Speaking strictly as an author, I found this query confusing. She uses acronyms without explanation (GIA), the wording of the paragraph about the fused hands doesn’t make it clear whether it’s Lena’s hands or Lena and Finn’s hands which are joined, the relevance of the bizarre detail about the spurting hair escapes me, the ‘saying’ isn’t exactly common enough to drop in without explanation, and evolution doesn’t work like that. I feel like there’s a whole paragraph before this which would explain some of these things which has been omitted.

    The plot has some similarities – and not in a good way – with the Johnny Depp film, ‘Nick of Time’. There’s no reason stated why Lena, with no special training, should be chosen to carry out a high profile assassination – the query makes it sound almost like she was selected at random.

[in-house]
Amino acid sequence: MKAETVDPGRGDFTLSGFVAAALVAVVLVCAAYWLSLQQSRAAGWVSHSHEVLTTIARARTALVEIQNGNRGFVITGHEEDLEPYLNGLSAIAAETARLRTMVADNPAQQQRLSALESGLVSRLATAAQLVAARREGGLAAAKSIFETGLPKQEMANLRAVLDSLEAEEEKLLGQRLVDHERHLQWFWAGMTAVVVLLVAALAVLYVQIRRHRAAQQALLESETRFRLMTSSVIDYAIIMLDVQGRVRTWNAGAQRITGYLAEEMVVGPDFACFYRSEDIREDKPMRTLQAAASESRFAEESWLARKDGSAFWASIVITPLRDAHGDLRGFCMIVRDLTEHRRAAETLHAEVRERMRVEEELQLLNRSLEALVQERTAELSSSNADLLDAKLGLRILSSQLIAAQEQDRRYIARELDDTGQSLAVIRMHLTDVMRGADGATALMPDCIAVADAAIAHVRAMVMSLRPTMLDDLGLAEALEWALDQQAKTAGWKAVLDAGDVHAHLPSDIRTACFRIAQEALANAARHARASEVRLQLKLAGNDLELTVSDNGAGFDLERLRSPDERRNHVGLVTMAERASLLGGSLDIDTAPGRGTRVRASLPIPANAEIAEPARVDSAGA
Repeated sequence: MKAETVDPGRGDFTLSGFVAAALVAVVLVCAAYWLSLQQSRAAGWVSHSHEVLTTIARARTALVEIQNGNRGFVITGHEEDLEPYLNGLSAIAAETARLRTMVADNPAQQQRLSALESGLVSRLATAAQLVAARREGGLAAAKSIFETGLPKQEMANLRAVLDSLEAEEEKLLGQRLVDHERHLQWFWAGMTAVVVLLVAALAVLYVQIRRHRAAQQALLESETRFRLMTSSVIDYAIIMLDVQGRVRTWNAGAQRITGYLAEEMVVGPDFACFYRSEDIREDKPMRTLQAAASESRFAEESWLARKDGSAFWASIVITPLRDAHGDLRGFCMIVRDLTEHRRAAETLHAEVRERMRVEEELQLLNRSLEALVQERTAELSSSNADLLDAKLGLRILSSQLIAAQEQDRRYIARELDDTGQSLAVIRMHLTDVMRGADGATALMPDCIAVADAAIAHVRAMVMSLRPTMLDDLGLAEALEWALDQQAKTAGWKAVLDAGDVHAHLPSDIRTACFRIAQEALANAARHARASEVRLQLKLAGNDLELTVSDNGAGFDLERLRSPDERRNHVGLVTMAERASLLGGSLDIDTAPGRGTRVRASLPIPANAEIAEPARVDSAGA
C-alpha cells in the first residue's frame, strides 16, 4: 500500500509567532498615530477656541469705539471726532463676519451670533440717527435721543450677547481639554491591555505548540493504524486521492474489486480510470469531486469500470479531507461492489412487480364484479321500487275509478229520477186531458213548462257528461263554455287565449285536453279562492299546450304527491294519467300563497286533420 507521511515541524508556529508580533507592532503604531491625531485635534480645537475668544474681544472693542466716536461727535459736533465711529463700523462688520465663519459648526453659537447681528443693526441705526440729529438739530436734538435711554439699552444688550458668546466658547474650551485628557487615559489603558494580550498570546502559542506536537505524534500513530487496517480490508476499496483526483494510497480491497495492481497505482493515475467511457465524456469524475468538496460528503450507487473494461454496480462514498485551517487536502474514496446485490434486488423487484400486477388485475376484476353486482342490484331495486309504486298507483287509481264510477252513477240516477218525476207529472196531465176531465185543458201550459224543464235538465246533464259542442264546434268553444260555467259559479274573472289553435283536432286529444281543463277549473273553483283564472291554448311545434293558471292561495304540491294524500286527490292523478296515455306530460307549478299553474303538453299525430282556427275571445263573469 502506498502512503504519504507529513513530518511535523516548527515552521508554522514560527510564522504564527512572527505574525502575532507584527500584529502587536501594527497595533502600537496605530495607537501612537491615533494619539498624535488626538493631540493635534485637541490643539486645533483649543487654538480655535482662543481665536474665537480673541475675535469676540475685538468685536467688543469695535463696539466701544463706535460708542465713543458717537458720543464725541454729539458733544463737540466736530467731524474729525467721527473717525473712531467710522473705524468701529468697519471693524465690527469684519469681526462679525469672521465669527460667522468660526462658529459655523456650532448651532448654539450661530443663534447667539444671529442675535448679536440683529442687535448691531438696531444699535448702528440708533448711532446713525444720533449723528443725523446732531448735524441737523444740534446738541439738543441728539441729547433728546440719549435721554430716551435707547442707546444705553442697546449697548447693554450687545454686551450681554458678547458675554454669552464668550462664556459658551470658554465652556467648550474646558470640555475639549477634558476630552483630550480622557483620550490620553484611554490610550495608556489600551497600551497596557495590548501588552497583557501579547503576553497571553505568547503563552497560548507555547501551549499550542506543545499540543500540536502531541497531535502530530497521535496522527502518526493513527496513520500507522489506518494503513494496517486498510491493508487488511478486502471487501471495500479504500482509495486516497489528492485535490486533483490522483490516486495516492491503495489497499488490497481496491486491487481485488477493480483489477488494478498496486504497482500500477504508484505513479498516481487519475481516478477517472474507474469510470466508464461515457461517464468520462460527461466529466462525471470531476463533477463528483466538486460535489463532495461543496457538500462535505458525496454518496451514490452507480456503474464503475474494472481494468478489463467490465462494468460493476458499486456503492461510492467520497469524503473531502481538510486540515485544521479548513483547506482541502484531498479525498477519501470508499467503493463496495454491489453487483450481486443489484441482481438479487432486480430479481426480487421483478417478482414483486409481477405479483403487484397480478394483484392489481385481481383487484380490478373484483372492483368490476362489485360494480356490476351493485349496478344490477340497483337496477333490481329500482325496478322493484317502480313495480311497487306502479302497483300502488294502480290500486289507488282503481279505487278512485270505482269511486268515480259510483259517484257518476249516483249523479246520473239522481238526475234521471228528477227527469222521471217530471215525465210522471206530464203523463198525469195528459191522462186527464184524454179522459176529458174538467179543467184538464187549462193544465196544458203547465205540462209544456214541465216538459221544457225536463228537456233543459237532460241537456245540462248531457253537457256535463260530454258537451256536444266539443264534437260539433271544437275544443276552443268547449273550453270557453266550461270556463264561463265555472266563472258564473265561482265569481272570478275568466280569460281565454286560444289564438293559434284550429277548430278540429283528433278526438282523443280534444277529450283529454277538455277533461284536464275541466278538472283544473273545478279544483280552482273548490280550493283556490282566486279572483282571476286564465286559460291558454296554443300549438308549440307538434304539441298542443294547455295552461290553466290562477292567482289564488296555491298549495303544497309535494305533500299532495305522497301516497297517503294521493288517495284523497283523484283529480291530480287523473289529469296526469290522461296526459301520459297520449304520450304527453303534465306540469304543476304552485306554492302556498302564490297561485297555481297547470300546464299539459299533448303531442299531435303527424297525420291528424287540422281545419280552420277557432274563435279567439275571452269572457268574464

In short, there’s too many questions and omissions in this to stir more than irritation. Unnecessary details like the spurting hair should be dropped, as should elements of the world building which don’t immediately aid comprehension, and more should be done to make this smooth and coherent. I don’t know how a publisher would react to this, but I wouldn’t buy a book with this on the back cover.

  2. Anion
    Apr 05, 2008 @ 06:31:35

    I actually liked the first paragraph, but I laughed out loud at the second. If Lena’s hand is fused with Finn’s how does she run out the door? And the line about “two become one” is unecessary and a bit clunky.